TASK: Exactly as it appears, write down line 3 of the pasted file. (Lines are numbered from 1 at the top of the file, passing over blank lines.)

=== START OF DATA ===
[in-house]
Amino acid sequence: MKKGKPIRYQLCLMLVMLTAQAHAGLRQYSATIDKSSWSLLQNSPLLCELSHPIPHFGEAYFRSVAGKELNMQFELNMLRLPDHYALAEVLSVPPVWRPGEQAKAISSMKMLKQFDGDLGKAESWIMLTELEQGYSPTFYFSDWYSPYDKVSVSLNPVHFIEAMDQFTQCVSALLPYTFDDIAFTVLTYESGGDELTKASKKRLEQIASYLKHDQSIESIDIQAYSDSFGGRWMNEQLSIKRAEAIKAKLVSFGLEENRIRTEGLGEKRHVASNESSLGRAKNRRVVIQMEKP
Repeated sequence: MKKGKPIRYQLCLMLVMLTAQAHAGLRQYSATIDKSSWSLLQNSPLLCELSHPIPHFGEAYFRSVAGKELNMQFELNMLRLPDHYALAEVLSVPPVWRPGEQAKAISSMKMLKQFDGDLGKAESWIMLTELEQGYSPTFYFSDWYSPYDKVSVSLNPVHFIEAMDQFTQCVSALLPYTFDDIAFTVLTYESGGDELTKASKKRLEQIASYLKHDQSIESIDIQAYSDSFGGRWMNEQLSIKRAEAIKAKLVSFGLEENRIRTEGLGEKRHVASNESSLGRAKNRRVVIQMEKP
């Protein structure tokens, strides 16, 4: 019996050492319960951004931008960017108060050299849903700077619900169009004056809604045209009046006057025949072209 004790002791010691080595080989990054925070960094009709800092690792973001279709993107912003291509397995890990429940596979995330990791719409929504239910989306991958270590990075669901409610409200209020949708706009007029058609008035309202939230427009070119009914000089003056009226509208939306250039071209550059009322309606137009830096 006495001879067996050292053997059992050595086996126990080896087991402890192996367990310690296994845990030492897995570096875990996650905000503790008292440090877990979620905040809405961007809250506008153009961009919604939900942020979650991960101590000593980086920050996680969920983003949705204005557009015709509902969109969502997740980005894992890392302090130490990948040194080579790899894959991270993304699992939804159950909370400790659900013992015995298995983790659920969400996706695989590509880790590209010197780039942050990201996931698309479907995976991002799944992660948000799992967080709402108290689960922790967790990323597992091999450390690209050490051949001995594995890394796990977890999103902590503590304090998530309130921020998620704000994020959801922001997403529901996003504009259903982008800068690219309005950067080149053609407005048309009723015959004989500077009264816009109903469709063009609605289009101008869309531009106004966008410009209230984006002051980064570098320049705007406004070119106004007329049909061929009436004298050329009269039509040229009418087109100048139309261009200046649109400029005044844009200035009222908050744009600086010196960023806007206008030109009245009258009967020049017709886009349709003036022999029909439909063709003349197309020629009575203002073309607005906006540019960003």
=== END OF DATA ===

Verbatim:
Repeated sequence: MKKGKPIRYQLCLMLVMLTAQAHAGLRQYSATIDKSSWSLLQNSPLLCELSHPIPHFGEAYFRSVAGKELNMQFELNMLRLPDHYALAEVLSVPPVWRPGEQAKAISSMKMLKQFDGDLGKAESWIMLTELEQGYSPTFYFSDWYSPYDKVSVSLNPVHFIEAMDQFTQCVSALLPYTFDDIAFTVLTYESGGDELTKASKKRLEQIASYLKHDQSIESIDIQAYSDSFGGRWMNEQLSIKRAEAIKAKLVSFGLEENRIRTEGLGEKRHVASNESSLGRAKNRRVVIQMEKP